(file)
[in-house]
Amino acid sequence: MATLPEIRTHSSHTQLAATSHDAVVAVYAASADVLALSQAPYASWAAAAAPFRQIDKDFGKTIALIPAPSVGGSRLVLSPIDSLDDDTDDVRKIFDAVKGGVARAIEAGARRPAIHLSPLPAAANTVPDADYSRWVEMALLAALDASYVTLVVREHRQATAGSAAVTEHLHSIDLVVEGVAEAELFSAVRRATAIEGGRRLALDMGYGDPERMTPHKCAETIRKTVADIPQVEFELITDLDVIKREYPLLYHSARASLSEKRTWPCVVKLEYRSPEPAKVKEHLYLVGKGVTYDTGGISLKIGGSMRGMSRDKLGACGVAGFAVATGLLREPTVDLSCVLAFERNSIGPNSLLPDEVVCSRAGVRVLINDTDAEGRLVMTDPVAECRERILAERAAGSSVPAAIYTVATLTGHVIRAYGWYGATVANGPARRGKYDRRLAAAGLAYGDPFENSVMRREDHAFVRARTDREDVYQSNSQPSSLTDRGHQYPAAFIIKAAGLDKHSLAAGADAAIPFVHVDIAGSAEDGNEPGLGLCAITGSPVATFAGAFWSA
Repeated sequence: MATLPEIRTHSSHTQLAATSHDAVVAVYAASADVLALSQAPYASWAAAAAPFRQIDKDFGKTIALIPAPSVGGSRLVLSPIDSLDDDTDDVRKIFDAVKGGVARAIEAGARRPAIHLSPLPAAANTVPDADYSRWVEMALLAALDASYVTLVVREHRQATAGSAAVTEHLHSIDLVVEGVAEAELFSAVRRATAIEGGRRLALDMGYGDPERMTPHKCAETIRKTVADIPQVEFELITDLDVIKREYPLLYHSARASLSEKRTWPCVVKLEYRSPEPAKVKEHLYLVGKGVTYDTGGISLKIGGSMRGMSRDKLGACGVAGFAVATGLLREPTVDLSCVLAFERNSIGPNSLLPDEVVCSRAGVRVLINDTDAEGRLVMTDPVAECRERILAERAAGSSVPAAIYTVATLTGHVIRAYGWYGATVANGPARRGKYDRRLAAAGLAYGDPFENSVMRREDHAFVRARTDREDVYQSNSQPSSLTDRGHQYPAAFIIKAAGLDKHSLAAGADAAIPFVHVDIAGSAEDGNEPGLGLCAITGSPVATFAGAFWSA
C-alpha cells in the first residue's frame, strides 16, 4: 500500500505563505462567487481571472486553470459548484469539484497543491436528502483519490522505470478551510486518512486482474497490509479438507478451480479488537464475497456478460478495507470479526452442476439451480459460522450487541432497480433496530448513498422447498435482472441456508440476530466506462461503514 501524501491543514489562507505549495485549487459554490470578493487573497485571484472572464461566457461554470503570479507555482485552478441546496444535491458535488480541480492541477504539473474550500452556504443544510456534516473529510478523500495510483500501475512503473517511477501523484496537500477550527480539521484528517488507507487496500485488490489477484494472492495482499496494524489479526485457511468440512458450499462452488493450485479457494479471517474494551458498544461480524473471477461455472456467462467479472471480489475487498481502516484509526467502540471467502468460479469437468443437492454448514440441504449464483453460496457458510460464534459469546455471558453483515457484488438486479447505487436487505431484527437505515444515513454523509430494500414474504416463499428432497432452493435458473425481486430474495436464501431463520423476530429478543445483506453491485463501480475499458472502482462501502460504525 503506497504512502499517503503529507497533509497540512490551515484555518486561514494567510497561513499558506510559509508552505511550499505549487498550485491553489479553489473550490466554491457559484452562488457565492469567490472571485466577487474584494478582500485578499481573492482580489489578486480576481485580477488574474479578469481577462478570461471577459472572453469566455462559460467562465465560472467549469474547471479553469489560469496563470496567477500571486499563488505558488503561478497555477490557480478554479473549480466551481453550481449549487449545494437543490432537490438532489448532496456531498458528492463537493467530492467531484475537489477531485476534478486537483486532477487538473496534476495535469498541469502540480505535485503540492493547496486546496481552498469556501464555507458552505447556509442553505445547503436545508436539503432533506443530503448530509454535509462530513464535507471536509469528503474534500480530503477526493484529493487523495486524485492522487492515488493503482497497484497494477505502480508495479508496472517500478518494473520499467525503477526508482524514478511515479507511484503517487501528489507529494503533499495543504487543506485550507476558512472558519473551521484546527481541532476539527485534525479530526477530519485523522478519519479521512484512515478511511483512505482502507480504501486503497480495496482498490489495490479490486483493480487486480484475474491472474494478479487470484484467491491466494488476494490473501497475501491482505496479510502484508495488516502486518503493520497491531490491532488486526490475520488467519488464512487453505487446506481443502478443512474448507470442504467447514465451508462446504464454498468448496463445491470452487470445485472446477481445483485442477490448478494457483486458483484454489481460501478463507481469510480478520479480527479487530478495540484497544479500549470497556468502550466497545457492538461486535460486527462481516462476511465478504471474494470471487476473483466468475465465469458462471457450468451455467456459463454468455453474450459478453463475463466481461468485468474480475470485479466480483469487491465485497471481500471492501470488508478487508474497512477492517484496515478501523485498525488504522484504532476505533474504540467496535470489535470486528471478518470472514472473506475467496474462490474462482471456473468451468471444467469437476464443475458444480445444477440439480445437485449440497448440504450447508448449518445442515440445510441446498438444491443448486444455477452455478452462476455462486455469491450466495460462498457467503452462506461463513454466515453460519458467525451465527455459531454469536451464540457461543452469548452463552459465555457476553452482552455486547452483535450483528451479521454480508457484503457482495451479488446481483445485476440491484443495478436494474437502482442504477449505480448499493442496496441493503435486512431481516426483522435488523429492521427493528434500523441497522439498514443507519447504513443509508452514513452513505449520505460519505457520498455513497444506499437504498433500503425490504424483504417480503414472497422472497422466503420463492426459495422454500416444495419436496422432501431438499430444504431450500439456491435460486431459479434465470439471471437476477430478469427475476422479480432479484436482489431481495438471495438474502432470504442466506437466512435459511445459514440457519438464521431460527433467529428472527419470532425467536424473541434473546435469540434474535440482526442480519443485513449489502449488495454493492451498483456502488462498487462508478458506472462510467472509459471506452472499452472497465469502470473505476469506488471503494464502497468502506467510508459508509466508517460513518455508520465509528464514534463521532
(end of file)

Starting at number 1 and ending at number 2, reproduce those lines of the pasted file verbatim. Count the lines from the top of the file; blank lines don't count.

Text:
[in-house]
Amino acid sequence: MATLPEIRTHSSHTQLAATSHDAVVAVYAASADVLALSQAPYASWAAAAAPFRQIDKDFGKTIALIPAPSVGGSRLVLSPIDSLDDDTDDVRKIFDAVKGGVARAIEAGARRPAIHLSPLPAAANTVPDADYSRWVEMALLAALDASYVTLVVREHRQATAGSAAVTEHLHSIDLVVEGVAEAELFSAVRRATAIEGGRRLALDMGYGDPERMTPHKCAETIRKTVADIPQVEFELITDLDVIKREYPLLYHSARASLSEKRTWPCVVKLEYRSPEPAKVKEHLYLVGKGVTYDTGGISLKIGGSMRGMSRDKLGACGVAGFAVATGLLREPTVDLSCVLAFERNSIGPNSLLPDEVVCSRAGVRVLINDTDAEGRLVMTDPVAECRERILAERAAGSSVPAAIYTVATLTGHVIRAYGWYGATVANGPARRGKYDRRLAAAGLAYGDPFENSVMRREDHAFVRARTDREDVYQSNSQPSSLTDRGHQYPAAFIIKAAGLDKHSLAAGADAAIPFVHVDIAGSAEDGNEPGLGLCAITGSPVATFAGAFWSA